Graveyard Giggles


You usually go to the cemetery to shed a tear, but in Romania you go to have a good laugh.

In the Merry Cemetery of Sãpânta, Romania, visitors come not to venerate the dead, but to giggle at them. They laugh at jokes at the deceased’s expense or at caricatures of the corpses, because every tombstone is painted with funny portraits, off-color jokes, and satirical epitaphs:

Now I will tell you a good one.
I kind of liked the plum brandy,
With my friends at the pub,
I used to forget what I came for.

The Merry Cemetery was founded nearly 90 years ago by artist Stan Ioan Patras. Since 1935, it has stood as proof of the Romanian genius for dark humor, where village creatives publish original verse and illustrations about their cherished dead.

The graveyard looks like an unconventional, 3D comic book, with each page hand-colored and displayed on a different cross. Epitaphs, looking like speech bubbles, are written in the first person as confessions from the after-world. Juicy details reflect the deceased’s bad habits and personal faults. Browse the tombs, and each cross will bless you with a few good laughs in the face of the death.

Cemetry 02It’s like therapy: mourners laugh, empathize, and feel like there are people out there (or, down there) who share their issues and problems:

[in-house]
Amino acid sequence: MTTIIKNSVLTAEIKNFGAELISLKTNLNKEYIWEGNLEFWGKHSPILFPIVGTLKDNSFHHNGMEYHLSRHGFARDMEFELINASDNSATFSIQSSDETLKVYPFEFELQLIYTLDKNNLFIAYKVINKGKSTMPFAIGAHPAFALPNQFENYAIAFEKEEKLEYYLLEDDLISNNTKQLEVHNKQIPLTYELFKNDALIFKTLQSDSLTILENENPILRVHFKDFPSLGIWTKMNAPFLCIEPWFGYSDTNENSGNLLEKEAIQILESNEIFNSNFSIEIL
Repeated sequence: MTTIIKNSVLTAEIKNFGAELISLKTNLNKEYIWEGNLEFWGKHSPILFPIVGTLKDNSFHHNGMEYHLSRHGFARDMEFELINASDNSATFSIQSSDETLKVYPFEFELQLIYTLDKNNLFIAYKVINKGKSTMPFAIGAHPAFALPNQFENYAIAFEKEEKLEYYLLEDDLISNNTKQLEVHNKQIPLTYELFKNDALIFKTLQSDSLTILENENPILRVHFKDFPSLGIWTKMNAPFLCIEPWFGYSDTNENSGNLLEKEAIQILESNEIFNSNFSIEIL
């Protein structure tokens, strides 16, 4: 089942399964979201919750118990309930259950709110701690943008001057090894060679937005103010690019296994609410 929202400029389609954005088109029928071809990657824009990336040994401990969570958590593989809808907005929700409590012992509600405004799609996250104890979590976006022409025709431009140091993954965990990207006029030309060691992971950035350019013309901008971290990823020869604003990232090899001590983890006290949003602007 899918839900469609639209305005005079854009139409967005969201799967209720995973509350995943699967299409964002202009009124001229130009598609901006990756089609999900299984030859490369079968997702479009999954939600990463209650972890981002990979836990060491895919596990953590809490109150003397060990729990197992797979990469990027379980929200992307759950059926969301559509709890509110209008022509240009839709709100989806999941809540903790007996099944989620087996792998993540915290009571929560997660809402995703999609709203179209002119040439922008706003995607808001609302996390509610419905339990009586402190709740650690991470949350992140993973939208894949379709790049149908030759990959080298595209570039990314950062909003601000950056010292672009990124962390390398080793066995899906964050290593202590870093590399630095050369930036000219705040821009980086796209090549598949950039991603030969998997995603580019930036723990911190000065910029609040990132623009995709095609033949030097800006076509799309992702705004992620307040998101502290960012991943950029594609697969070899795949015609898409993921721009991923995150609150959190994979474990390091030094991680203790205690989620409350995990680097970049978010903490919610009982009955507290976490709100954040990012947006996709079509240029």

Underneath this heavy cross,
Lies my poor mother-in-law
You that are passing by,
Try not to wake her up,
For if she comes back home,

She’ll bite my head off.

This light-hearted attitude towards death is a legacy of the ancient, pre-Christian Dacians, who saw death not as an ending, but as an opportunity to meet the god Zalmoxis. Back then, people used to sacrifice a “messenger” to carry their requests to the deity. In the ritual, men held up three spears, and the messenger was flung in the air by his hands and feet, onto the spears. If he died pierced it meant that the divinity would help the Dacians and grant their requests. If not, the messenger was accused as a bad person, unworthy to meet the supreme god.

No worries, this doesn’t happen anymore. After Christianization in Romania, locals are content to wait to meet God through natural causes. As the villagers die, their graveyard comic book adds new lively-colored crosses to its pages, tempting visitors and passersby to stop by, share a laugh, and maybe stay for good. So if you plan on visiting the Merry Cemetery, don’t bring handkerchiefs or flowers with you, just your sense of humour.

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Blog post courtesy of Alina Varlanuta
Image Credit: Franz Bauer